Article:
Bennett grumbled something under his breath, and said, “Well, you’ve got to take care of this other thing, this baby thing.”

“Oh?” Eva cocked her head attentively.

“I obviously need you to convince her to have an abortion. You saw how she reacted when I suggested it.”

Eva shook her head. “I won’t do that.”

“Won’t,” he yelled. “What do you mean ‘won’t’? What the hell does that mean?”

“I’m not going to try to convince Denny to do anything. This is her decision, not yours, not mine. This is her decision, and I’m going to support her in whatever she decides. And so should you.”

Flabbergasted, Bennett’s mouth dropped open. “I don’t believe this,” he said, stunned. “This is going to ruin her life, it might even kill her, and you won’t lift a finger to stop it.”

Eva sat forward in her chair. “Albert,” she said somberly, “having a baby won’t ruin her life. She’s rich; you’re rich. It’s not the same as a poor, single woman on welfare, forced to make this decision. The way you and Denny decide to deal with this pregnancy is what will form her life from this point. You’re her father. Give her the love and support she needs now to get through this, and she’ll be fine. And she will love you all that much more for it.”

“You can’t know that?” He challenged her. “Of course I love Denny; she knows that, but she’s notoriously self-centered. My fault I guess.”

“I can’t know for sure, but I agree that you obviously adore her. Use that feeling to support her in whatever she decides to do. I’ve seen the way you look at Denny. It’s the same way my dad used to look at me before he was killed.”

Eva caught the flash of regret in his face.

“I’m not looking for your sympathy, Albert. I’m simply telling you how important a father’s love and support is to a young girl. You have no idea how much it means. I would give or do anything—absolutely anything—to bring my father back.”

He stared at Eva, incredulous. “But this is different,” he said, agitated. “Denny’s just a child, don’t you see? She can’t go through a pregnancy and childbirth, much less raise an infant! Why can’t you see that?”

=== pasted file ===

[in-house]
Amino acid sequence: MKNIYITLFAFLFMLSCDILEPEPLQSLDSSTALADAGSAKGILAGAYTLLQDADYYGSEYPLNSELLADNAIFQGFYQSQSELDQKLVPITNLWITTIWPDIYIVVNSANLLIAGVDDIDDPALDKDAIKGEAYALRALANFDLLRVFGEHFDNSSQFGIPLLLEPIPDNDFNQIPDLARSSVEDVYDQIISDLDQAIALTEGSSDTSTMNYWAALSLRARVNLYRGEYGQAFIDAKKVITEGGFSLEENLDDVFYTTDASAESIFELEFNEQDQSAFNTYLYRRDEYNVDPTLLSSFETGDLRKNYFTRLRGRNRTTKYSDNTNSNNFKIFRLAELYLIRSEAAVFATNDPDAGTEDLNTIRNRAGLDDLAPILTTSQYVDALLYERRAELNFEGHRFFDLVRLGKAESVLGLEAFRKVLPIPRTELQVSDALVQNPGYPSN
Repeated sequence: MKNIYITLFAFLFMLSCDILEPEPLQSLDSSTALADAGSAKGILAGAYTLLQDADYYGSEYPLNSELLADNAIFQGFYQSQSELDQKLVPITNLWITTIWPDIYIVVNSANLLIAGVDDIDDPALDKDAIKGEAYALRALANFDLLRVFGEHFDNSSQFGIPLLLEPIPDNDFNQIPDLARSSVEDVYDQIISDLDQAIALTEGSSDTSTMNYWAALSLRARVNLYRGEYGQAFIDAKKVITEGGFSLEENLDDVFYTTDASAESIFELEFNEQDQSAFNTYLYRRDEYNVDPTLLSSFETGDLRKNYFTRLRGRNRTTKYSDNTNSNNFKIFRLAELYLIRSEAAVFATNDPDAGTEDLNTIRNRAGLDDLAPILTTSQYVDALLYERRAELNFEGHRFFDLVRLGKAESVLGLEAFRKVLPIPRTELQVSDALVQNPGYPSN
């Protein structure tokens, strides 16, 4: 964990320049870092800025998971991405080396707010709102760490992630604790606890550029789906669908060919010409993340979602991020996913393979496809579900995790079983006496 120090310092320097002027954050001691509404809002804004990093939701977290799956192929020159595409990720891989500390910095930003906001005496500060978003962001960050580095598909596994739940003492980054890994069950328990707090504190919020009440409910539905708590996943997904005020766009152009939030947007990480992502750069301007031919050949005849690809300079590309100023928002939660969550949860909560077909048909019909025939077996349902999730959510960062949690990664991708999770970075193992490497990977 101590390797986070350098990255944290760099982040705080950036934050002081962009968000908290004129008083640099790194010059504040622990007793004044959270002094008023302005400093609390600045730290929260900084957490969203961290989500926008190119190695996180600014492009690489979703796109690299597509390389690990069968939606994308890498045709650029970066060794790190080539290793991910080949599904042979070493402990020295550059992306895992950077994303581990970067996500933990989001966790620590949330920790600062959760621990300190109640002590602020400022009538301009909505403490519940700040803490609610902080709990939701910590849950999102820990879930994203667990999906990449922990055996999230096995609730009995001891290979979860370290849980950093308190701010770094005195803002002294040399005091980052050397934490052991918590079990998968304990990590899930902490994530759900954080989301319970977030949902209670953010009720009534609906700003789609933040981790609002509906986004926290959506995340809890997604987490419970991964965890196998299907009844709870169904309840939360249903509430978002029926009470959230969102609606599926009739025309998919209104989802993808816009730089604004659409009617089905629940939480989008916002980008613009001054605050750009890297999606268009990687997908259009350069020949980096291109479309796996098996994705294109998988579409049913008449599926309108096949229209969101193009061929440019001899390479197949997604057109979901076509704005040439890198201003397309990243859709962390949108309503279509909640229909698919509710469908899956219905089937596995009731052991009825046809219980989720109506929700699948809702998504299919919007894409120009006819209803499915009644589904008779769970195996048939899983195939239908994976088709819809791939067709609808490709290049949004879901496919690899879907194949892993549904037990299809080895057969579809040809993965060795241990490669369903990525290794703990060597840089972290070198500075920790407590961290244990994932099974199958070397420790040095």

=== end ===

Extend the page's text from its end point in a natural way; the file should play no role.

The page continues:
Eva sat back in the chair. “You’re the one who’s not seeing straight, Albert. She’s a woman not a child, and with a little help she can learn to be a loving mother. In fact, having a baby might be the best thing for Denny. She’ll become more mature and less self-absorbed; that much I can guarantee you.”

“What about the delivery itself? What about that,” he argued. “I lost her mother that way, I can’t lose Denny the same way; I can’t!” Eva saw the tears in his eyes. “That was my fault,” he said. “My wife wasn’t strong enough for a second baby, but I pressured her. I wanted another baby. My wife was a saint; always she did whatever I wanted, whatever I asked, and it killed her. I killed her.” He swiveled his chair around, and Eva heard sniffling.

Rising slowly, she made her way around his chair and placed her hands on his shoulders. “Albert, your wife’s death was a tragic mistake, but an accident. You can’t go on blaming yourself for that. Millions of women have babies every day and it works out just fine. Denny is young, strong, fit; there’s no reason she can’t have a normal delivery and a healthy baby—if that’s what she decides.”

“I don’t think I’m getting through to you,” he sighed. “Am I?”

Eva smiled. “Do you want me to move out?” she asked, removing her hands from his shoulders.

“No,” he shouted, looking at her with concern, “absolutely not. Why would you even say that? I don’t want you to leave. I want you to stay here and continue living with us; especially now. Denny needs you now more than ever.”

Eva examined Albert’s face carefully. “She needs you even more, Albert,” she said quietly. Eva walked to the door and closed it resolutely behind her as she left the room.